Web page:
Heuchera Varieties

Discussion in 'Annuals, Biennials, Perennials, Ferns and Bulbs' started by Anne Taylor, Dec 27, 2005.

  1. Anne Taylor

    Anne Taylor Active Member 10 Years

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    Victoria B.C.
    I'm wondering if there are gardeners out there who, like me ,are seduced into buying some of those 'outstanding new' varieties of heuchera and then finding (two years later) the plant has diminished to bad woody stumps. I can appreciate the enthusiasm of new plant varieties but how thorough are field trials anyway? I remember buying an "amber waves" and being horrified at how quickly it disintegrated despite my best efforts. Has anyone got a favorite that really lives through the attacks from the root weevil family of pests and wants to get bigger rather than die a slow death? I'd love to find a green, a purple and a decent silver leaf pattern to plant in a group that I know will have a future! Of course they would need to recieve the same sun/shade too, and that is another description usually left rather unclear by the producers.
    Anyone with ideas?
    Anne
     
  2. Ron B

    Ron B Paragon of Plants 10 Years

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    Try lifting, shaking soil (and weevils) off into wheelbarrow or tub and replanting deeper, in summer. Primroses often require the same attention to persist here as well. Heuchera get stemmy and have to be replanted deeper anyway, even if not infested.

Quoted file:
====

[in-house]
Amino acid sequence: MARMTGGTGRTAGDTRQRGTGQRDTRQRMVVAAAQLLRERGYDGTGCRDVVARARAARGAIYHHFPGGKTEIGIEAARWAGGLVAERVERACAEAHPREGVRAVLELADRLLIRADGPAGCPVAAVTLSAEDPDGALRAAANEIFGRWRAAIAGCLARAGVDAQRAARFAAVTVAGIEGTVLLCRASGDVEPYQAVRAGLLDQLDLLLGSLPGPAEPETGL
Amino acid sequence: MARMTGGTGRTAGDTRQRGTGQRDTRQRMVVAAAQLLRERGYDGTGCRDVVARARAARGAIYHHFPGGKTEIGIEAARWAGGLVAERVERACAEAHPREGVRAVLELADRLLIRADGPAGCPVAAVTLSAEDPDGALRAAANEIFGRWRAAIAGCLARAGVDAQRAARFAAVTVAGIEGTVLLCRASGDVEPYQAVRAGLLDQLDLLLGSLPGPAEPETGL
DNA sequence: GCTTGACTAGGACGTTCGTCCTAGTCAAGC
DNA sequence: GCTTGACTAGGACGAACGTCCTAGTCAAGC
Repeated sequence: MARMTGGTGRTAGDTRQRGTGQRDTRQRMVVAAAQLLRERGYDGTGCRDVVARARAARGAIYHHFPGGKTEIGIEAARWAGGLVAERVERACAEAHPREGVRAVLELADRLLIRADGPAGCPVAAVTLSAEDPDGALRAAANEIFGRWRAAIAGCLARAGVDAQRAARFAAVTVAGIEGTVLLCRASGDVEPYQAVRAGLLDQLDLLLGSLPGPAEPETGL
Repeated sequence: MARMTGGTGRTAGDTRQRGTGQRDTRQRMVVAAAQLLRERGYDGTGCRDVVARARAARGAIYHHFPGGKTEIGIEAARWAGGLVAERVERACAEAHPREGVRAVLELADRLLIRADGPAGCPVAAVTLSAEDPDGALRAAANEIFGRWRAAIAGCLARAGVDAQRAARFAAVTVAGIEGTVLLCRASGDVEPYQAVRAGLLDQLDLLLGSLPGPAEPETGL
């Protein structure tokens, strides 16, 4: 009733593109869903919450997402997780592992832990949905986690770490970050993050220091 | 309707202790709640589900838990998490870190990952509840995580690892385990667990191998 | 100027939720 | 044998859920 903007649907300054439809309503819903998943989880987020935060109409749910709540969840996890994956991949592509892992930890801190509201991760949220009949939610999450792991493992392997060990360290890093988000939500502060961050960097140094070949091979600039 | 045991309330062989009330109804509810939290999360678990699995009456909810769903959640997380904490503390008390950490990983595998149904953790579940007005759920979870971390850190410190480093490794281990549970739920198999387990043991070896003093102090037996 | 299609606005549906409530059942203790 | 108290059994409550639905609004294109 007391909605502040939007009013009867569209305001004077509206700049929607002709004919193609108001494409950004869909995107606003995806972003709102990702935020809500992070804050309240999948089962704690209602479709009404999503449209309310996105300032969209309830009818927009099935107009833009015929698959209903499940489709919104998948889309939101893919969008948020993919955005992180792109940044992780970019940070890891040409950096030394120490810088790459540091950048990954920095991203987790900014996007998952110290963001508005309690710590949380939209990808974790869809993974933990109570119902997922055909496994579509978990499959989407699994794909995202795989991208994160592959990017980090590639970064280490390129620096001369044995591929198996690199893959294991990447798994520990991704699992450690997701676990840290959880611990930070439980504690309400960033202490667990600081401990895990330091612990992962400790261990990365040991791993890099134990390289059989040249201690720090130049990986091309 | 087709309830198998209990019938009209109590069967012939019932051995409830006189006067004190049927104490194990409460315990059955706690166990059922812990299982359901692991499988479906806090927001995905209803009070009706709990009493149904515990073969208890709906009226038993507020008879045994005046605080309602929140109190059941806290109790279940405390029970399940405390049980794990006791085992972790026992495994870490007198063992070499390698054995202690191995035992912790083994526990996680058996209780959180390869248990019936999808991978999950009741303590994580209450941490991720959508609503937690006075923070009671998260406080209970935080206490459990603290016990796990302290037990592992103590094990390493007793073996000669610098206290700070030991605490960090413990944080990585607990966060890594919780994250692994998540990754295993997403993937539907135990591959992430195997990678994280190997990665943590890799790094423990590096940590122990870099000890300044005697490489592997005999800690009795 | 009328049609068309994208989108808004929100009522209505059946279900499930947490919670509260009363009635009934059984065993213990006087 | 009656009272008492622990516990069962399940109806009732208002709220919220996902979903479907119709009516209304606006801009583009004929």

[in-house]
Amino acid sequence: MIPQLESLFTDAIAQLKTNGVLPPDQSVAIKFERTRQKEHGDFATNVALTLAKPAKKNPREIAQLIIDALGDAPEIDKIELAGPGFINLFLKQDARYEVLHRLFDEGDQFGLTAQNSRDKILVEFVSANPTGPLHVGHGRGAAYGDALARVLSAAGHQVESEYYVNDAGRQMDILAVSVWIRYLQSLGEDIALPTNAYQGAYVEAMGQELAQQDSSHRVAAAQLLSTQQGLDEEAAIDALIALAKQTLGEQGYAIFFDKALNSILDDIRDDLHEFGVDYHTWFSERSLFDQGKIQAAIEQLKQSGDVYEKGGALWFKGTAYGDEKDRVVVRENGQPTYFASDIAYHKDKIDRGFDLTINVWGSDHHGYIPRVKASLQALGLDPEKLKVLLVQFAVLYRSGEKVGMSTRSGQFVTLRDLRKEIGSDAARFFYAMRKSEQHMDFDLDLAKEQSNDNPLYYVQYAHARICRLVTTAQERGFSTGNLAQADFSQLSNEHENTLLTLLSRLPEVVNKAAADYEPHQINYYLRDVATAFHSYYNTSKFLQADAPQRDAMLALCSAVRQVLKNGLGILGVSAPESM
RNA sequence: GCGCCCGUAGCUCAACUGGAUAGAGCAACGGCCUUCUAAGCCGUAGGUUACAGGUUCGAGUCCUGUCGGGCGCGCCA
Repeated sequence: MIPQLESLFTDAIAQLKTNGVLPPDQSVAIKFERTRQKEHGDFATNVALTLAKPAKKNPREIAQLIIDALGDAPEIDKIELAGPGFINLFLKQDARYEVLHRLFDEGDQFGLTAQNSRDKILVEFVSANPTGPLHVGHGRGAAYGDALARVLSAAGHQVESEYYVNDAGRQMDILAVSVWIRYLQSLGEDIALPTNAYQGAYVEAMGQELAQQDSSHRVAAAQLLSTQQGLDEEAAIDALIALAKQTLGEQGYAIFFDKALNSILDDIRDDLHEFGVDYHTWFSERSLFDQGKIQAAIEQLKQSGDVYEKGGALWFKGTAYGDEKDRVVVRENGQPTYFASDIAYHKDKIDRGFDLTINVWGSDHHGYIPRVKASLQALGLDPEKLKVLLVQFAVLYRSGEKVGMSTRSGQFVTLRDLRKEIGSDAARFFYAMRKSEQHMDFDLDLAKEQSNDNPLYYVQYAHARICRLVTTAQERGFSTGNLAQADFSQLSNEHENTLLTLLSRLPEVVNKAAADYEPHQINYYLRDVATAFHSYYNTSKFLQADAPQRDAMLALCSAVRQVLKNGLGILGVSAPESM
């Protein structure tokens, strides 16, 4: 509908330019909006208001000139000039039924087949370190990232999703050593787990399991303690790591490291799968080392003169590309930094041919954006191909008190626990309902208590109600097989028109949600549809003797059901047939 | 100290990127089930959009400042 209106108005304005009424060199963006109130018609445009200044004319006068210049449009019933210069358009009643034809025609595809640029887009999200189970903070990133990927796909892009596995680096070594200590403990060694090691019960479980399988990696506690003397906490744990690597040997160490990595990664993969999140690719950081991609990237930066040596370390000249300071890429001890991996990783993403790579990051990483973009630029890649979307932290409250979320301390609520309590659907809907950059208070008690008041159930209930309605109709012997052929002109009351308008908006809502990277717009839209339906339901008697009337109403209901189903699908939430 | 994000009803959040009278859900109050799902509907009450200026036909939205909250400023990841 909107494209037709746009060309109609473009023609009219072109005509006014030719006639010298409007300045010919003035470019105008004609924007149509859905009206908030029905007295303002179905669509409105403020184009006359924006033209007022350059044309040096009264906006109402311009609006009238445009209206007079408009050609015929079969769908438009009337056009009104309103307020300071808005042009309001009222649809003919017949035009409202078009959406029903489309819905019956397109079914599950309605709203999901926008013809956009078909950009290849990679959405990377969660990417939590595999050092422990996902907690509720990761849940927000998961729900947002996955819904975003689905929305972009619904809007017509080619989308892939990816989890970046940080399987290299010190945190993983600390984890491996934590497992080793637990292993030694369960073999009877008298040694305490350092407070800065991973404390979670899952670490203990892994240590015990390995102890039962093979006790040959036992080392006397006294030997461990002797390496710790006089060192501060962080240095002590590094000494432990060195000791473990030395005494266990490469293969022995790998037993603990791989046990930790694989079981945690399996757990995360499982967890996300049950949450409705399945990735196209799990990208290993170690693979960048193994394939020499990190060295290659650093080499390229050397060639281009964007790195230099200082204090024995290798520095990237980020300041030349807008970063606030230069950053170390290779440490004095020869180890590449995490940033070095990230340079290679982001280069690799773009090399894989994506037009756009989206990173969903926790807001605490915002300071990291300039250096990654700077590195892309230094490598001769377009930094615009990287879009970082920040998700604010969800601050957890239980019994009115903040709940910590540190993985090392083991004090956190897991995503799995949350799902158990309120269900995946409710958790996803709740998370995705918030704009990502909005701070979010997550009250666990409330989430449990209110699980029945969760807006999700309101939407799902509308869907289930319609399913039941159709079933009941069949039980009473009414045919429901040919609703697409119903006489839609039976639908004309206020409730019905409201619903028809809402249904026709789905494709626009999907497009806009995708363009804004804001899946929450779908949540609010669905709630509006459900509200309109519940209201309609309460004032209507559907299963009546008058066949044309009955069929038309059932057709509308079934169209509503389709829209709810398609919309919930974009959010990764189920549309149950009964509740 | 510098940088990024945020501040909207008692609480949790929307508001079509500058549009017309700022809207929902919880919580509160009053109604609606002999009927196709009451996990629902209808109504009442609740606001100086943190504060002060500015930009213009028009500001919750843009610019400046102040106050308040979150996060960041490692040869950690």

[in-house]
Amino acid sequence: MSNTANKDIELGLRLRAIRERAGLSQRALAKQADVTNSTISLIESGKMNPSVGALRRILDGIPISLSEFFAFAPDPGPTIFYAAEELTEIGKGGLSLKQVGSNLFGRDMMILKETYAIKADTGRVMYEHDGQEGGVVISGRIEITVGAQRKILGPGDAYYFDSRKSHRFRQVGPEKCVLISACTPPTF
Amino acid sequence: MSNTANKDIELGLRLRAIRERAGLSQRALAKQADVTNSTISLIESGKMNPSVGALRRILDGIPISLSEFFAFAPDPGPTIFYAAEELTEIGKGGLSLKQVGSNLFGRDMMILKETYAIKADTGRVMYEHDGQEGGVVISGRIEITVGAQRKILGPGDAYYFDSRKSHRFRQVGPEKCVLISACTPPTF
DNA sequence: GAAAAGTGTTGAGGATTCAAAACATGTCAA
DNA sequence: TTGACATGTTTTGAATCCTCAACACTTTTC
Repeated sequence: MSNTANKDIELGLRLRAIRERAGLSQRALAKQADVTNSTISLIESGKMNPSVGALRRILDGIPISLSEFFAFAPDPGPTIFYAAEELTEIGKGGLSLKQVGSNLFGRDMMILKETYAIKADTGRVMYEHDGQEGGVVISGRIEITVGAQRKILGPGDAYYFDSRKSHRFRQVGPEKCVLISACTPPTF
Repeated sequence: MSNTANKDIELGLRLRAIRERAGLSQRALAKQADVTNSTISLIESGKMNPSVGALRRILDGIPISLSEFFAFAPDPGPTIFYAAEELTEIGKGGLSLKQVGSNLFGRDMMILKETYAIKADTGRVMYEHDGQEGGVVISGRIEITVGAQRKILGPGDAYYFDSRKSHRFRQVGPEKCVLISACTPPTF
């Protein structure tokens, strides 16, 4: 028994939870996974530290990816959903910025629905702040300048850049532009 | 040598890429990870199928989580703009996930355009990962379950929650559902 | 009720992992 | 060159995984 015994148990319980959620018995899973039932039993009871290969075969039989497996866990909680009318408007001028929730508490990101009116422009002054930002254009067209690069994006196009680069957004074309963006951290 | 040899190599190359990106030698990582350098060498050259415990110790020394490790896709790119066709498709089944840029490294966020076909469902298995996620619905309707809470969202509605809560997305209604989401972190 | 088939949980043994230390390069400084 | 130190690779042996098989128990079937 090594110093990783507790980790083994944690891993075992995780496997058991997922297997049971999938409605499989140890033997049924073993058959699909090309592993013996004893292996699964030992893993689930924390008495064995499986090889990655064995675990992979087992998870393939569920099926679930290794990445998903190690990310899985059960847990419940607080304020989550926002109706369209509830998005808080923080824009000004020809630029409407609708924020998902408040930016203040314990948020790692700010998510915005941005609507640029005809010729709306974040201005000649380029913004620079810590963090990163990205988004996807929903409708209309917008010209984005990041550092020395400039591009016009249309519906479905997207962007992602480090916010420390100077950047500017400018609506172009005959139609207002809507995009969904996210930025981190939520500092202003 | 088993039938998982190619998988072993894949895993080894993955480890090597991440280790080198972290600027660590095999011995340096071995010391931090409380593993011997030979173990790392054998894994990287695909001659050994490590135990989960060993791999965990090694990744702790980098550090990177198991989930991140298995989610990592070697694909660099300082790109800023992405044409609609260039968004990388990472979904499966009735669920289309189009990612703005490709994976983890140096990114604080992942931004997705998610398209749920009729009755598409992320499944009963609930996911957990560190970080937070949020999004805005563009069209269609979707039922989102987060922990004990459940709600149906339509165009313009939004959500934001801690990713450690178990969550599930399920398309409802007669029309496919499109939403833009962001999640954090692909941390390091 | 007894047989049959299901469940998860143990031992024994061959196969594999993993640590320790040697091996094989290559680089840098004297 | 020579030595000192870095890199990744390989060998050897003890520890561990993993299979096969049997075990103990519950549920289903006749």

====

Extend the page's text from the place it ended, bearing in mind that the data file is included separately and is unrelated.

3. growest

    growest Active Member 10 Years

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    Ann--I've found "Stormy Seas" to be more vigorous than most, increasing well and doing fine in full sun if available. I agree that some other varieties can just sit there and not do much, at least with my normal neglectful gardening style.

    My garden is close to neutral pH here which might help. I seem to recall that they like a bit higher pH than many of our soils on the coast...

    I would just cut mine back in March if the gangly thing was getting too bad, (but I've never noticed root weevil damage on them that would make digging up and de-weeviling them desirable). The planting deeper trick would accomplish a similar thing then...
     
  4. Anne Taylor

    Anne Taylor Active Member 10 Years

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    Thanks growest!
    Stormy Seas will get jotted down s a definite, as well as a touch of garden lime for my acidy oakleafy soil. I can look away from all the newer ones cause truth be told they were making me hungry anyhow,- with names like ...peach melba, marmalade, lime ricky, raspberry swirls, and creme brule...... producers are onto a good marketing thing for us middle aged female gardeners huh?
     
  5. Dee M.

    Dee M. Active Member 10 Years

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    I too have heard complaints about some of the new Heucheras, and 'Amber waves' in particular. According to a catalog 'Peach Melba' has more vigor then 'Amber Waves'. I only got mine this fall so I can't say for sure yet. I only learned about the root weevils the hard way. One source says peat in the soil can make it worse but I think I will dig up and inspect the roots every year from now on. Someone recommended 'Plum Pudding' and 'Green Spice' as good growers for them. The chartreuse colored ones like 'Lime Ricky' seem to be very slow growers for me so far. I have an old 'Purple Palace' that has always been a vigorous grower for me, even though it isn't as fancy. One grower has a strain they call something like 'Select Palace Purple' that is very nice. It would be interesting to here about other people's first hand reports.